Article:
So on basic physics level, having launched a very small payload to this range, one shouldn't assume they could carry a bigger payload to the same range or longer. So we have not yet concluded that this test shows their ability to threaten any part of the United States.

On the other hand, it is an extremely worrisome development. To the extent that North Korea is spending its scarce resources on these dangerous missile programs, we want to sit down at the table and talk to them about restraints - not only on their indigenous missiles, but on those they would be prepared to sell - as part of our goal to do what we reasonably can do to stop the spread of dangerous missiles and weaponry around the world.

QUESTION: Without getting too bogged down in technical stuff, are you sure --

MR. RUBIN: I thought that's what I did, is bog us down in technical stuff. (Laughter.)

QUESTION: Are you all sure that the rocket they used on August 31st was, in fact, a Taepo Dong I or something else?

MR. RUBIN: It's our judgment that it was a Taepo Dong I with a third stage for the purpose of launching a small satellite.

QUESTION: And not the more advanced missile that the intelligence agencies say won't be ready for another decade?

MR. RUBIN: Well, you threw that word in there that makes me - I don't have any information on a further weapons system.

QUESTION: Do you have any more information about the satellite itself? I mean, was it a dummy; was it intended to be a communications satellite?

MR. RUBIN: As I understand it, we believe that debris burned up; and what it was, I don't have any further information.

QUESTION: Last week you said that the United States has told North Korea that we want to get in to at least take a look around those underground facilities to see if they do, in fact, have some sort of a nuclear program that they still have functioning. The North Koreans, albeit reluctantly, issued a statement in which they said they would be amenable to that. Is there a time table for getting into this facility?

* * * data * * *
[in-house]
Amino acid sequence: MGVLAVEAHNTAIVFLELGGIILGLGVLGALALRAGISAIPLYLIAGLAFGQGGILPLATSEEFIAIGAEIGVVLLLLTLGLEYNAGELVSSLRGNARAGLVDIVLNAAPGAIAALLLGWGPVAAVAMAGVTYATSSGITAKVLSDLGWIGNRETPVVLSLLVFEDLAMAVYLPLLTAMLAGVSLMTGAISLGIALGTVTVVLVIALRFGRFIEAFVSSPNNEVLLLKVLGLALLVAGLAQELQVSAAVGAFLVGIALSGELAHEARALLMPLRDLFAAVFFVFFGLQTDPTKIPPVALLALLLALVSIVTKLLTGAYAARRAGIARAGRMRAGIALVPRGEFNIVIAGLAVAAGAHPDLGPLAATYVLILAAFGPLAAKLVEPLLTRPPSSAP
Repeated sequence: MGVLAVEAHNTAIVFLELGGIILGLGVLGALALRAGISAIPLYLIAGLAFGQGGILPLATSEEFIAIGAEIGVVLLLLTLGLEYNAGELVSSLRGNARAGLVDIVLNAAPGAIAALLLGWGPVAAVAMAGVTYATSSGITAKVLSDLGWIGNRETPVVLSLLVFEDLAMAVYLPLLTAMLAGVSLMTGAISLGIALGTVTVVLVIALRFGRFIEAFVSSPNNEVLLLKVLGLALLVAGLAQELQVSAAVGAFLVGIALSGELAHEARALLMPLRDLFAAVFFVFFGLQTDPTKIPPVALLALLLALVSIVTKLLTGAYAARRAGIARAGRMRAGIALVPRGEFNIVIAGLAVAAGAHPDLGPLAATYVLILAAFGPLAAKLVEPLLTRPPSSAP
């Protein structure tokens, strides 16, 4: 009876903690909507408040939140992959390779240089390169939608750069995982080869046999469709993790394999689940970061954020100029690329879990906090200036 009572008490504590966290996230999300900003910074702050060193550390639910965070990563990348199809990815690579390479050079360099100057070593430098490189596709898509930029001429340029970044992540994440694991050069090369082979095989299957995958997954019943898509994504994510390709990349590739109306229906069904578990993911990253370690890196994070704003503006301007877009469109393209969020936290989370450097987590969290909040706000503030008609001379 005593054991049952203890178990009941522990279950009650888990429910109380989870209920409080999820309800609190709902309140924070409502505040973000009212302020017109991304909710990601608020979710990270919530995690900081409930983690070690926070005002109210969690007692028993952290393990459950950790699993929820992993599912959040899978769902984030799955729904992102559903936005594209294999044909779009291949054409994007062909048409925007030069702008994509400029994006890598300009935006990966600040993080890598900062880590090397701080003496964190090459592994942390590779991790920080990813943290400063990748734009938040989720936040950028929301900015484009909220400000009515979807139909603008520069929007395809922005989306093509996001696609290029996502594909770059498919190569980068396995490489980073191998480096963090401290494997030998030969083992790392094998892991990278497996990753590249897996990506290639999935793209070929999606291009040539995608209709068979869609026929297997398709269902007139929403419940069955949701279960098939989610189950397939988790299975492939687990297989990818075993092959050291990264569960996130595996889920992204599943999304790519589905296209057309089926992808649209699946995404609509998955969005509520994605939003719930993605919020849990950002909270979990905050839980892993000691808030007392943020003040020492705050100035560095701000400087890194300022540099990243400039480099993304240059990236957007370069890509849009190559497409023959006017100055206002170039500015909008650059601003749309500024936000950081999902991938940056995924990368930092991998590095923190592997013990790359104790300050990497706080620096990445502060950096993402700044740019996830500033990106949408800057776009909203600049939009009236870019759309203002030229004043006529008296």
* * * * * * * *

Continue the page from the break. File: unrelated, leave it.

MR. RUBIN: We have four sets of talks planned. One is the four-party talks in Geneva in October. Another is the missile talks that we were just discussing in New York, also in October. A third unscheduled set of talks relates to the terrorism question.

QUESTION: Also in October?

MR. RUBIN: I'd have to check that for you.

QUESTION: (Inaudible.)

MR. RUBIN: I'd have to check that for you. I didn't mean to say - the four-party is October in Geneva; the missile talks are October in New York.

QUESTION: They are?

MR. RUBIN: That's my understanding. Terrorism has not been scheduled and this meeting has not been scheduled. The purpose of the meeting on implementation of the agreed framework is to discuss our insistence on getting access to potential, suspicious nuclear - well, definitely suspicious - nuclear facilities. We want to get access to those sites and they understand what we want. The meeting, when it is scheduled, would be designed to set a process in train by which we could get such access.

But I don't have any information for you now either on when the meeting will take place or what time frame would follow for access. But it's very --

QUESTION: (Inaudible.)

MR. RUBIN: No, no. There's four meetings - one is on the four-party talks; two is on missiles, which is scheduled in New York in October; three is on terrorism; and the fourth meeting is about the implementation of the agreed framework. That meeting will have as its main agenda item our insistence on getting access to suspicious underground facilities. And although I'm aware of comments they've made, we would want to talk to them about the modalities of access and will insist on access, and they understand that.

............ (The briefing concluded at 2:15 P.M.)